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Thursday, October 29, 2015

Links - 29th October 2015

BBC Radio 4 - From Our Own Correspondent, The Devil's Building Site - "Women, Farrah (sp?) says, now outnumber men in their pursuit of graduate degrees. Something that creasted a societal problem. Most Iranian women won't dream of dating men who aren't their intellectual equal."
Equality in the form of equal rights can cause social problems. Sometimes there is a tradeoff between social welfare and rights

London's Big Ben has chimed six seconds fast over the past fortnight

UK teen using Snapchat put on police database after sending naked picture to girl - "Boy, 14, is 'branded a paedophile' by police for texting naked selfie to schoolgirl: Mother's fury as son is put on sex crime database for 100 years... ‘If he was 18 he would have been seen as a victim in the eyes of the law and would have been able to take some action towards the girl who humiliated him’... The schoolboy’s actions will remain on file for a century because police can decide who they prosecute but not what they record, legal experts say. He committed a crime by creating and distributing an indecent image of a child. It does not matter that he was the subject and took the image himself. The girl who circulated the image is not being investigated even though her actions could have fallen under ‘revenge pornography’ laws if she had been an adult. Although police dropped the inquiry, once alerted to the crime they were obliged to record it under rigid procedures brought in following the Soham murders in 2002... The case highlights how thousands of youngsters could be criminalised by exchanging explicit selfies. One study estimated that more than four in ten British girls aged 13 to 17 had sent a pornographic photograph of themselves"

Ex-Straits Times editor reveals gov’t meddling in tell-all book - "Cheong Yip Seng, the former editor-in-chief of the The Straits Times (ST), has bucked this trend with his memoir, OB Markers: My Straits Times Story. ("Out of bounds" markers often refer to the line between which issues are 'sensitive' and which are not.) It is a compelling story that is part personal, part political and part a survival guide to Singapore journalism. Cheong's tales are not new; they have been whispered about at the watercooler and written with great relish in a book called Media Enthralled by political refugee Francis Seow. But this is the first time a Singapore editor has gone to print with an insider's take on how the republic's first prime minister Lee Kuan Yew systematically controlled the press with draconian laws and protected it with anti-competition barriers... "I will break your neck," Cheong describes Lee as telling him when the rookie reporter tried to make a case for not imposing an embargo on a speech the Prime Minister had made... One of the bravest episodes was when Peter Lim, Cheong's predecessor, resisted Lee's pressure to print the full O level results of Opposition politician Chiam See Tong during the 1984 election. Lee wanted to show to voters that Chiam did not have the academic credentials to be a capable MP. Lim resisted because he felt it would backfire on the ruling party and the newspaper. The author is a smart survivor, too. He had a ring-side view of how his boss, Peter Lim, tried to run the newsroom with some form of independence and paid the price for it by having to resign. "The board told me my deputy was ready to take over'' -- that was the loaded answer Lim gave when historian Mary Turnbull asked him about his 1987 departure in another book on The Straits Times... The Singapore government's intervention in media is legendary. Cheong describes many episodes -- from appointments of editors to shaping coverage of political and foreign events and even to minor stories like stamp-collecting, carpet-buying and MSG - with the pen of a master story teller."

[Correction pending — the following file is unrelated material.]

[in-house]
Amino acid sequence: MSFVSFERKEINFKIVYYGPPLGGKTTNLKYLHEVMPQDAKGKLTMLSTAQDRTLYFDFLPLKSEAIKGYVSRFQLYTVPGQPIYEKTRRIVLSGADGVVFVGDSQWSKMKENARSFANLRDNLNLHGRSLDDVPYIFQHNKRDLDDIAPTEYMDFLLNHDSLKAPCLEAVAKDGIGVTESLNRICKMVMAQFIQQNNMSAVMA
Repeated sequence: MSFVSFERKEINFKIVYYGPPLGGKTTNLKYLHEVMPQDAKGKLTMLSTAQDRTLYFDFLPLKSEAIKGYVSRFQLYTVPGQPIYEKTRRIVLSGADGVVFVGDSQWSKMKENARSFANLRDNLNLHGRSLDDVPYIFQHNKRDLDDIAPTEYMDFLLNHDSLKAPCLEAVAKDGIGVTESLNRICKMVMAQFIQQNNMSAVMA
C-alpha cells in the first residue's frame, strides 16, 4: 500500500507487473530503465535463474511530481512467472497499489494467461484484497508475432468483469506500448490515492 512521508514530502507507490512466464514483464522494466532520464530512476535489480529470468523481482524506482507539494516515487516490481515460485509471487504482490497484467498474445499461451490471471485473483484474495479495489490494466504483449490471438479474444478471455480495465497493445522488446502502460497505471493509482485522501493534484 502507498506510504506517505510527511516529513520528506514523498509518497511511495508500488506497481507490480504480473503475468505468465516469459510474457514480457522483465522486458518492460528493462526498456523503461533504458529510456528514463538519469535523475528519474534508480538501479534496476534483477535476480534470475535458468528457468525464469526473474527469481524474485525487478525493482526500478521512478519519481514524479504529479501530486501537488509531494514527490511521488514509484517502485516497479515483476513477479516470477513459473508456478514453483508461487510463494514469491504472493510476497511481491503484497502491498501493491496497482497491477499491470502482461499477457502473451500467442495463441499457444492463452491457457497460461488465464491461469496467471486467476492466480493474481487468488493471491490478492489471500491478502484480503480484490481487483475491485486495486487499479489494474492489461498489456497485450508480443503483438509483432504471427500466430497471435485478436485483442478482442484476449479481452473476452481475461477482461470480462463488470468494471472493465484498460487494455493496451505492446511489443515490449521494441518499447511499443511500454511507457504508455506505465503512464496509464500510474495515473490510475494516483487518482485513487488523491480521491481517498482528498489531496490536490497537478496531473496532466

‘I tied every aspect of my life to my sexual identity – it had to change’ - "I also began to ask myself whether I had at some level defined myself, and the LGBT community, as a separate entity from straight people. This concern came to the fore when a straight woman reacted negatively to my (slightly tipsy) observation that she was “sound for a straight girl.” Her frank response however swiftly put me in my place. “Don’t get me wrong, I’m all for gay pride and equality, but I don’t get why you need to wear your sexual orientation on your sleeve – or label others by theirs.”... By tying every aspect of my life – music, nights out and fashion sense with the G factor, I was essentially just cementing the divide that can at times already exist between the gay and straight community, not to mention feeding into stereotypes – that gay people have some sort of alternative ‘lifestyle’ for one."